Q: I keep finding myself biting into an apple or a peach, only to find I've eaten half the sticker the store put on there. Is there any harm in eating produce stickers?
A: While the stickers that get placed on fruits and vegetables won't cause you any harm, it's probably best to remove them before eating.
PLU stickers, which stands for "Price Look Up," serve an important function in grocery stores: telling the clerk how much to charge for that item. In the United States, about half of fresh produce doesn't arrive in packaging, so the sticker is the main source of information on what type of produce it is and how it was grown. (Stickers that start with the numbers 3 or 4 mean the item was grown conventionally, and those starting with 9 indicate the item was grown organically.)
"Because produce stickers have contact with food, the intended use of these stickers is the subject of premarket approval by the Food and Drug Administration, to ensure that any substances that may migrate to food from the use of the sticker is safe," a spokeswoman for the agency said in an email. "As these stickers are intended to be removed before consumption of produce, the FDA's review does not include the exposure that would result from regular consumption of these labels. However, as these substances are of low toxicity, any exposure from the occasional, unintentional consumption of a sticker would not be expected to be a health concern."
There are three main components to the sticker, according to Ed Treacy, vice president of supply chain and sustainability for the Produce Marketing Association, the organization that invented the produce sticker system decades ago. There's the ink, which spells out the PLU number; there's the substrate it's printed on (typically plastic, plastic composite or paper); and there's the adhesive, which makes it stick.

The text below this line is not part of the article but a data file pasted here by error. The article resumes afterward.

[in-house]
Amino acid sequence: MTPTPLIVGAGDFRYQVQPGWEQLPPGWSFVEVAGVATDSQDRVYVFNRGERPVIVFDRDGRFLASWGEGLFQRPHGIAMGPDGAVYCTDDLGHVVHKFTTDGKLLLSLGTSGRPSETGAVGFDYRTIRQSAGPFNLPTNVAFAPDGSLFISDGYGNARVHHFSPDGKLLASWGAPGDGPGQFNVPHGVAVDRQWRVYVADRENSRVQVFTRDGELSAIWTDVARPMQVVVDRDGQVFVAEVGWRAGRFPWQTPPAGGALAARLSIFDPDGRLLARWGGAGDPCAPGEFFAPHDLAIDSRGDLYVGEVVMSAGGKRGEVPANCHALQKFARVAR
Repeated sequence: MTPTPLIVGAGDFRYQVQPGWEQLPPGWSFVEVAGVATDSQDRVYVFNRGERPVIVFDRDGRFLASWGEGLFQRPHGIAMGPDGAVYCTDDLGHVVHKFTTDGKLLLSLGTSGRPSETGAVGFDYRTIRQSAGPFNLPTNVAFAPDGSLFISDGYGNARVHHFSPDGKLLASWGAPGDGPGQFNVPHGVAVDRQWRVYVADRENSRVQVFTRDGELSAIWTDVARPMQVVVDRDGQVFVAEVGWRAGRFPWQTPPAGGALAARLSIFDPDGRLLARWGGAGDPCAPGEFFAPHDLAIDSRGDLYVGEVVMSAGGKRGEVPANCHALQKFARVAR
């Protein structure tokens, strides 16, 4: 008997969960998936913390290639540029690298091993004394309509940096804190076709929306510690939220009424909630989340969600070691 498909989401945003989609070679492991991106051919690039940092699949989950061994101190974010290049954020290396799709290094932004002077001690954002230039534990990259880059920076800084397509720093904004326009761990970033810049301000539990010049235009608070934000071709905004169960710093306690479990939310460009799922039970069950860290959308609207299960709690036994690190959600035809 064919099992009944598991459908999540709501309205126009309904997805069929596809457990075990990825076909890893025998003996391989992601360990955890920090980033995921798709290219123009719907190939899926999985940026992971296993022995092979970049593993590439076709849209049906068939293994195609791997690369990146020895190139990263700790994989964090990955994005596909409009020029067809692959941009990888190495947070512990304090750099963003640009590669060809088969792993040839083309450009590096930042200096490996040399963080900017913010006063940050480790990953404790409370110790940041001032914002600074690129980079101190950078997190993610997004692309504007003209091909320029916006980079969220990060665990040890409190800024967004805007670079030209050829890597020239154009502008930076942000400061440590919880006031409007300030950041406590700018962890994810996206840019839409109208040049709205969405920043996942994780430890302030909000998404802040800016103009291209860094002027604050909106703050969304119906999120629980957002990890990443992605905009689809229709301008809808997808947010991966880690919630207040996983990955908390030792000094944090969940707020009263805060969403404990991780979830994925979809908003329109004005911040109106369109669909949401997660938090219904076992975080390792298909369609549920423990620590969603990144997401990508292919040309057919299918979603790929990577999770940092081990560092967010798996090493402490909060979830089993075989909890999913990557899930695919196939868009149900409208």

"All three of those have to be safe for humans," Treacy said.
Though the stickers are edible, they have no flavor and no nutritional value. And there is an environmental downside to not removing them before discarding skins, peels and other parts that you don't eat: Produce stickers are not home-compostable, so they won't break down in the compost.
When it comes to making the stickers biodegradable: "That is a challenge that our industry is spending a lot of time, effort and money trying to solve," Treacy said. "The challenge is the adhesive" -- finding something that is sticky enough to stay stuck to the fruit or vegetable throughout the entire supply chain.
"For something to be compostable, it has to be made out of natural ingredients, something that was once alive and is now dead," said Jean Bonhotal, director of the Cornell Waste Management Institute. She explained that every time you forget to remove the label before tossing your banana peel, avocado skin or orange peel in your countertop compost bin, those stray stickers contaminate the compost with tiny microplastics that, in turn, contaminate the soil where that batch of compost gets dropped.
Just one more reason to remove the sticker and place it in the trash before enjoying your fruits or vegetables.
This article originally appeared in The New York Times.